Everything good that happened last Monday has been overshadowed by the drama that has gripped Greater Boston in the past few days. But the day itself dawned with a special loveliness - besides being the first marathon in the past several years where there was no threat of rain or specter of sweltering heat, the sky seemed a bit bluer, the air a bit sweeter, so much so that it seemed hard to believe nature had seen fit to grant us all such a glorious day. In fact, I chose not to take a picture because there was no possibility of doing that morning justice in one just frozen frame.

I arose that morning earlier, perhaps, than I ever have, and slipped outside before the dawn. I made my way downtown to the Huntington YMCA, for Hal's 28th Annual Marathon Bike Ride. It's a 52 mile ride, starting at the finish, up the marathon route to the starting line in Hopkinton, and then back down the route to end again near the finish line. Last year I observed cyclists racing through Washington Square, hoping to make it back before they were asked to leave the course so that the ultra-fast wheelchair racers could claim the stage. I could never make it back in time, I thought to myself last year. Yet, somehow this year I thought I would try.

Only once before have I ridden more than 35 miles - a 50 mile ride when I was still a teenager and I only remember a hot, slow and miserable five-hour slog on bare and windy hilly roads. I didn't train for Monday's ride, but I thought the worst result would be if I had to take a break for lunch and then cycle slowly and miserably back after having been dropped by the group - that didn't sound so bad. Our group, maybe 50 or so riders, left the Y at 6 am and made our way past the finish line and down Commonwealth and Beacon, headed towards Boston College. When we hit the 10 mile mark we were still close to my home - I thought hard about turning around - the pace felt terrible - could I really do this 5 more times that day? You're not trying, I thought to myself; I pressed on. We climbed out of the hills of Newton, into the hills of Wellesley, and then Natick. I could still breathe, I was still in contact with the middle group in the pack. Then we all stopped.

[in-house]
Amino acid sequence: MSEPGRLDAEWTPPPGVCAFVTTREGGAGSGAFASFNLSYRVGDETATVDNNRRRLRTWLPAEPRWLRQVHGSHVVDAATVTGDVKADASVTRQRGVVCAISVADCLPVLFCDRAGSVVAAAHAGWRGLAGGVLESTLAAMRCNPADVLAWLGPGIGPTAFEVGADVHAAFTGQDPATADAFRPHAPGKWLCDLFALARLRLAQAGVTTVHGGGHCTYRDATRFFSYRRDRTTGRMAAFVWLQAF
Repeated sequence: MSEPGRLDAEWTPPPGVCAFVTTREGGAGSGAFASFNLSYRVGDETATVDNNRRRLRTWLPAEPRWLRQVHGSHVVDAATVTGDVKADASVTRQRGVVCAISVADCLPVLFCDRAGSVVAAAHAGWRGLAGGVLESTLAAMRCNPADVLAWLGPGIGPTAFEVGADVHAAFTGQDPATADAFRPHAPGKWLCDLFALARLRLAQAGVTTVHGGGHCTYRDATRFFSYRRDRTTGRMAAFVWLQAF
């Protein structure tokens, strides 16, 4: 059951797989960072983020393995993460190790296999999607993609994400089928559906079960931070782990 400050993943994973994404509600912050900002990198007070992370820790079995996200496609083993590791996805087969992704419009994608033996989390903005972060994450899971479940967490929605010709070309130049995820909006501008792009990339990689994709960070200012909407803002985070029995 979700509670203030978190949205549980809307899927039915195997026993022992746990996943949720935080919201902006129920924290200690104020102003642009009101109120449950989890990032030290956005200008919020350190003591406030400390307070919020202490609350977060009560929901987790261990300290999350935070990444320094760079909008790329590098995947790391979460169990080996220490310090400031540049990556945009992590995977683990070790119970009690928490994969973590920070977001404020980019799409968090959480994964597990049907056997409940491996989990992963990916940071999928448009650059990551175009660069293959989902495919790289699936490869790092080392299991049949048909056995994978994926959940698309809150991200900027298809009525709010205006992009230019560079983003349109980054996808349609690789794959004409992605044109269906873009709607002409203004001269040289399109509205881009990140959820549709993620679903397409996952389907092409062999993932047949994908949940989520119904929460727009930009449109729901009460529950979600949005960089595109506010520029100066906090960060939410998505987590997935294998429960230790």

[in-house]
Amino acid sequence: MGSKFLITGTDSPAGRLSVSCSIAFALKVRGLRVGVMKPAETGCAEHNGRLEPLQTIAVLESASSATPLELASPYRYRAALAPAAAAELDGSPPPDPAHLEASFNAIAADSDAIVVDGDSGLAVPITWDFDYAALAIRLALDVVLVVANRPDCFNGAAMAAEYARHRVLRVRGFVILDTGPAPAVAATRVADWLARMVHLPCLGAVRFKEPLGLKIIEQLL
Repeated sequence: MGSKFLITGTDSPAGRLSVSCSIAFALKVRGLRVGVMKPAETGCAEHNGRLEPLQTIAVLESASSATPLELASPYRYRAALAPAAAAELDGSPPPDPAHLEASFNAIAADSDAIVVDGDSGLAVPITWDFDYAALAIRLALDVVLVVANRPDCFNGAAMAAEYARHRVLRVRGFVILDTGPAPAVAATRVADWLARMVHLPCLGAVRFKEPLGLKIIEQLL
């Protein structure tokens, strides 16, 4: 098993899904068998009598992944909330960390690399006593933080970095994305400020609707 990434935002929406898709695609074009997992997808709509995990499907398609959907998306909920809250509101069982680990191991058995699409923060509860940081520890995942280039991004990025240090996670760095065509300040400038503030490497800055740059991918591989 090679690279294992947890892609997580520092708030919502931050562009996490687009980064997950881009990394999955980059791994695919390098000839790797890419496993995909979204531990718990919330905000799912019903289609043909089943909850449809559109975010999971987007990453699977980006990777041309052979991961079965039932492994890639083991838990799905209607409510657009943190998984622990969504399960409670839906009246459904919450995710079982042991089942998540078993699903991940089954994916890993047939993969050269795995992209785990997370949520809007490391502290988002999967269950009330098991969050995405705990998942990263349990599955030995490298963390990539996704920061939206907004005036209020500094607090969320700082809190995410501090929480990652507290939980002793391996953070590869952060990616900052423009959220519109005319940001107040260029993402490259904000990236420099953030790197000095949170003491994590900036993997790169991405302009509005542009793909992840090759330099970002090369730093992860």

Apparently, we had taken a wrong turn. They all leaped on to their bicycles and took off while I was still eating my snack; I raced to jump on too and keep them in sight since I didn't know where I was. I caught a little group of riders. We rode and rode into the traffic that neared the starting line. Then I got stuck alone at a red light. I continued to ride for a bit, but only saw cyclists going the opposite way. About 2 miles before the starting line, and 30 miles into my ride, I turned around, concerned about being able to get back. I rode the miles into the city alone, passing little groups and being passed by cycling teams from all over the area. I cycled past volunteers setting up aid stations and pouring water into hundreds of little green cups. Officers and officials in yellow and blue jackets were setting up barricades and directing traffic. Onlookers were beginning to gather along the route, the older ones setting up chair while the college students stocked up on beer to the sound of pumping music.

One part of the route was closed, and I and other cyclists walked around it through an ally paved only with heaps of stones before rejoining it and climbing Heartbreak Hill. Finally, I began to recognize the scenery. Just before 9:30 I rolled down the hill that leads into Washington Square, where I generally watch the Marathon. I had made it without getting kicked off the course for slowness. I was thrilled. I rode to Harvard Avenue, taking a sip of Gatorade. That was a mistake - I felt horrible and stopped. I sat in a bench. It was a big ride for me - no need to go all the way back to the Y. I checked out my cycling computer. Over 52 miles. Average speed over 14. And a completely different feeling 50-mile ride than my first.